production. Sewing also takes away my guilt of loving clothes. I get more satisfaction from the garment than just buying it
off the rack because the process is also my hobby, entertainment and there is pride in the finished garment. What I love
about making these Sew House Seven patterns is that I get to be a part of a community that shares my values and I hope to
be a spring board for other peoples creative projects.
TELL US A BIT ABOUT YOUR NEW PATTERNS.
I’ve been sewing for years, yet at this point in my life I have an extremely busy schedule with work, a child and a husband, as well as finding time for my outdoor sports. I still love to sew however, I find that if a project takes me more than a few days to finish, it may never get done - and I don’t think I’m alone in this.
My goal with these first three patterns was to create styles that could be sewn up fairly quickly and easily yet still have some interesting design details. Although they are written for a beginner sewist, I hope the designs will appeal to sewists of all levels. Each design has a point of interest - the Alberta Street Pencil Skirt has the oversized angled pockets, the Mississippi Avenue has the front panel and the Bridgetown Backless has the draped open back (and is for knits or woven by the way). I also believe these patterns are versatile in that they can be made dressy or casual as well as span seasons depending on what fabric is used.
The patterns themselves are printed on hard paper, and come in a 6.5” X 9.5” envelope with a detailed instruction booklet. The patterns will first be released as paper patterns but will later be offered as pdf downloadable ones as well.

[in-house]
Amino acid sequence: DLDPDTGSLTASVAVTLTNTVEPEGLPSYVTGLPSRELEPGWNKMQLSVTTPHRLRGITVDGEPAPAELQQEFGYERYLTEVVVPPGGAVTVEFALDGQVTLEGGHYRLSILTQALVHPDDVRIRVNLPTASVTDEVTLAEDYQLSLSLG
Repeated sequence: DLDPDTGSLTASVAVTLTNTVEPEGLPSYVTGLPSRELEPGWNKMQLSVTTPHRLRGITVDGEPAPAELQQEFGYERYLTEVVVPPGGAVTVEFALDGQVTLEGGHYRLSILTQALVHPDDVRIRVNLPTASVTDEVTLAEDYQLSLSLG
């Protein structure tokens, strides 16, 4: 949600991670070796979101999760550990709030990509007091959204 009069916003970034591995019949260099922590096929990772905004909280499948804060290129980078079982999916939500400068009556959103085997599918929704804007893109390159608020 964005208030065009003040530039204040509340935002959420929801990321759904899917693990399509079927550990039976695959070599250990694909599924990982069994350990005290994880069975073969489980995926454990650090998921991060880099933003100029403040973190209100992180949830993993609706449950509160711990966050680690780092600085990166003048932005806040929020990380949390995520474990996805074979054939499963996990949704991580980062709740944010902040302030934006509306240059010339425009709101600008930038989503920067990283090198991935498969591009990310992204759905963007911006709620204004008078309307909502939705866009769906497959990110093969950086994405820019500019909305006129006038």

WHAT ARE SOME OF YOUR FAVORITE FABRICS/PATTERNS/MATERIALS TO WORK WITH?
Although I started in the design field with the intent of making outdoor clothing for the sports I loved, I have since found that I really love designing and working with the more feminine and pretty things. I go through phases but currently I am loving silk, fine cottons, rayons and knits that have a nice drape to them. I am drawn to the rich color combinations of Kaffe Fassett. I also love vintage florals, liberty prints, conversationals and print mixing however, I can also appreciate a nice solid color fabric with some interesting texture.
WHAT TRENDS IN PATTERN DESIGN HAVE YOU EXCITED?
I try to stay away from styles that are too trendy however, every once in a while I get lured in. I am loving the trend of the easy and comfortable elastic waist. Does that make me sound like a lazy sewist? There are lots of nice tunics and shirt dresses out there I’d like to try. I’m really excited about seeing so many new independent pattern designers cropping up. I love to see so much creativity and people starting their own businesses.
WHAT’S ON YOUR SEWING MACHINE RIGHT NOW?
Lately, I haven’t had time to sew up much aside from my own pattern samples. I just finished a Mississippi Avenue dress out of a lovely fine cotton floral that I found at Bolt. I need to sew up a cover for our dinning room table bench that is peeling but I would rather sew up a pretty dress from a Deer and Doe pattern I bought a while back.
WE LOVE TO HEAR ABOUT LOCALS’ FAVORITE SPOTS IN TOWN. WHAT ARE SOME OF YOUR FAVORITE HAUNTS?
I tend to frequent places I can walk or bike to so I haunt a lot of places near home. That being said, I’m loving what’s come about on SE Stark Street. I love the cocktails and fry bread at the Observatory. I love to shop at Branch Birdie and accompany my husband for coffee (I don’t drink the stuff) at the Bi-Partisan cafe (they also have yummy pies). When I venture out of my neighborhood, I like to eat at Prasad or Blossoming Lotus when I’m feeling like health food. My husband grew up in Thailand so we love to eat at Pok Pok. I crave the crusty, extra sauce pizza at American Dream Pizza and Staccato Gelato for the donuts. My all time favorite meal is at the Tacqueria Nueve - the ceviche caesar salad. I’m generally a vegetarian but that’s one of the dishes for which I’m willing to break the rules. I should also mention Movie Madness where my son and I like to rent old Godzilla movies as well as other obscure flicks.
A huge thanks to Peggy for taking the time to share with us! You can find all three of her patterns at Bolt.